Journal of Physical Chemistry B

Salting effects on protein components in aqueous NaCl and urea solutions: Toward understanding of urea-induced protein denaturation

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The mechanism of urea-induced protein denaturation is explored through studying the salting effect of urea on 14 amino acid side chain analogues, and N-methylacetamide (NMA) which mimics the protein backbone. The solvation free energies of the 15 molecules were calculated in pure water, aqueous urea, and NaCl solutions. Our results show that NaCl displays strong capability to salt out all 15 molecules, while urea facilitates the solvation (salting-in) of all the 15 molecules on the other hand. The salting effect is found to be largely enthalpy-driven for both NaCl and urea. Our observations can explain the higher stability of protein's secondary and tertiary structures in typical salt solutions than that in pure water. Meanwhile, urea's capability to better solvate protein backbone and side-chain components can be extrapolated to explain protein's denaturation in aqueous urea solution. Urea salts in molecules through direct binding to solute surface, and the strength is linearly dependent on the number of heavy atoms of solute molecules. The van der Waals interactions are found to be the dominant force, which challenges a hydrogen-bonding-driven mechanism proposed previously. © 2012 American Chemical Society.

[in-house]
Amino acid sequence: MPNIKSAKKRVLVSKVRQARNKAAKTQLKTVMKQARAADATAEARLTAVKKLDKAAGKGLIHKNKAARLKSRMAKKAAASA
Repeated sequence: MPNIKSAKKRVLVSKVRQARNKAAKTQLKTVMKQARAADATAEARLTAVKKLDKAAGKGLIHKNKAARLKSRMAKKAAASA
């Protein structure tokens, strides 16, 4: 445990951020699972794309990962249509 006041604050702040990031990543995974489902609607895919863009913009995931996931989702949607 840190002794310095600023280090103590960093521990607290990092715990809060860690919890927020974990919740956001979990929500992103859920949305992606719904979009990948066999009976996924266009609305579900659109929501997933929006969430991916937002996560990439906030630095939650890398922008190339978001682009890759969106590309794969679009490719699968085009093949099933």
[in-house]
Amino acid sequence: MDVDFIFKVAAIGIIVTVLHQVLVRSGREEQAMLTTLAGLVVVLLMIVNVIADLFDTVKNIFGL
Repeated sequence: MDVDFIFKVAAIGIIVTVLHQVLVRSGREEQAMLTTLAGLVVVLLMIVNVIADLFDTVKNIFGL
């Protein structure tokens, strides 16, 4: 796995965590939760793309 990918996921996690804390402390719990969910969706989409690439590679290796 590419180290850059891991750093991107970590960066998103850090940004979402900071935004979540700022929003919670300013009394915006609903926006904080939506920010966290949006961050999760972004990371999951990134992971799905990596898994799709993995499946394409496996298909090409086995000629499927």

20 Jan 2012


Journal of Physical Chemistry B